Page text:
Financial and Monetary Systems

The impact of fiscal policy on your spending

People stroll at a shopping mall in Istanbul October 10, 2011. In a country where per capita incomes are up 40 percent since 2001, consumer's hunger for goods and services is explosive. The $735 billion economy grew 8.8 percent in the second quarter of 2011, faster than India?s and more than four times the pace of the euro zone. Loans, corporate profits and sales of cars and electronics are still rising at double-digit clips. Picture taken October 10, 2011. To  match Analysis TURKEY-STOCKS/ REUTERS/Murad Sezer (TURKEY - Tags: BUSINESS) - RTR2SKL1

German households began to revise their expectations about price increases as soon as the tax increase announcement was made. Image: REUTERS/Murad Sezer

Linda Gorman
Director of the Health Care Policy Center, Independence Institute
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In November 2005, the German government announced plans to increase its value-added tax (VAT) from 16 percent to 19 percent in January 2007. The increase was imposed to bring Germany's deficit in line with European Union rules.

In The Effect of Unconventional Fiscal Policy on Consumption Expenditure (NBER Working Paper No. 22563), Francesco D'Acunto, Daniel Hoang, and Michael Weber report that between the VAT increase announcement and the time the increase took effect, German households increased their reported willingness to purchase durable goods by 34 percent relative to other European households. The researchers conclude that because household willingness to buy durable goods increases when people expect future price increases, pre-announced increases in consumption taxes can raise consumption expenditure. They call this an example of "unconventional fiscal policy."

Image: NBER

The researchers' estimates are based on data from the GfK Consumer Climate MAXX survey, which contacts a representative sample of 2,000 German households each month to measure expectations about business-cycle conditions. Similar surveys are administered in France, Sweden, and the United Kingdom. From January 2000 to December 2013, the correlation between expectations about price increases and the readiness to spend on durable goods was 0.59. On average over the whole sample in all years, about 20 percent of households said it was a good time to buy durables, while 24 percent said it was a bad time. Most households reported that their financial situation had not changed in the previous year and that they did not expect a future change. The researchers found that households expecting higher prices were eight percent more likely to report that it was a good time to buy durable goods than households that did not expect price increases.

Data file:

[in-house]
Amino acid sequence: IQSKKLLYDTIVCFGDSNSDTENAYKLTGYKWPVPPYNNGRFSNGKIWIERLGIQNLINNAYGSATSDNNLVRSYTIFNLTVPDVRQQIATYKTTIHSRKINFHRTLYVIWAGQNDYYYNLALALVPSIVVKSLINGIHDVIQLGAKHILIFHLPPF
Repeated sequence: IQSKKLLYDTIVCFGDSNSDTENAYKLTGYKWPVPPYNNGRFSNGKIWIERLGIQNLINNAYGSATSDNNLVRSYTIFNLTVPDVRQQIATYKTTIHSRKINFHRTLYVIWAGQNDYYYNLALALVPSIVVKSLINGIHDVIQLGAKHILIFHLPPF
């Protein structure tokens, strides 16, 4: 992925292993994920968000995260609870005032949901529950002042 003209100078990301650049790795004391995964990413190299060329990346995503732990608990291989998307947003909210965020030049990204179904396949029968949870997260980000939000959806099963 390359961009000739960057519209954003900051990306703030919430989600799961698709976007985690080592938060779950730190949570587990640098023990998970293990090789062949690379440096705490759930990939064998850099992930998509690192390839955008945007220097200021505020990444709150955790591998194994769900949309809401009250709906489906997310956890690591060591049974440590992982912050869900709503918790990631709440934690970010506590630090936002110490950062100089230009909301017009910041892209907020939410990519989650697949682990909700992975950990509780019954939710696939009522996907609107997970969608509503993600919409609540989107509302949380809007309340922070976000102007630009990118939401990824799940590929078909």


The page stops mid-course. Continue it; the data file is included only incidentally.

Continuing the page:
German households began to revise their expectations about price increases as soon as the tax increase announcement was made. Expectations of price increases fell dramatically right after the increase took effect in January 2007. To test whether the change in expectations was due to the tax increase announcement, the researchers compared the German household survey response to those in similar households in other countries.

There was no difference in reported readiness to spend on durable goods between German households and similar households in other countries before the VAT increase announcement. After the announcement, German households were 3.8 percent more likely to report that it was a good time to purchase durable goods. The effect increased throughout 2006, peaked at 34 percent in November 2006, and returned to roughly the pre-announcement level after the VAT increase took effect in January 2007. A "back-of-the-envelope calculation suggests the 3 percentage point increase in VAT resulted in 10.3 percent higher real durable consumption growth," the researchers write.

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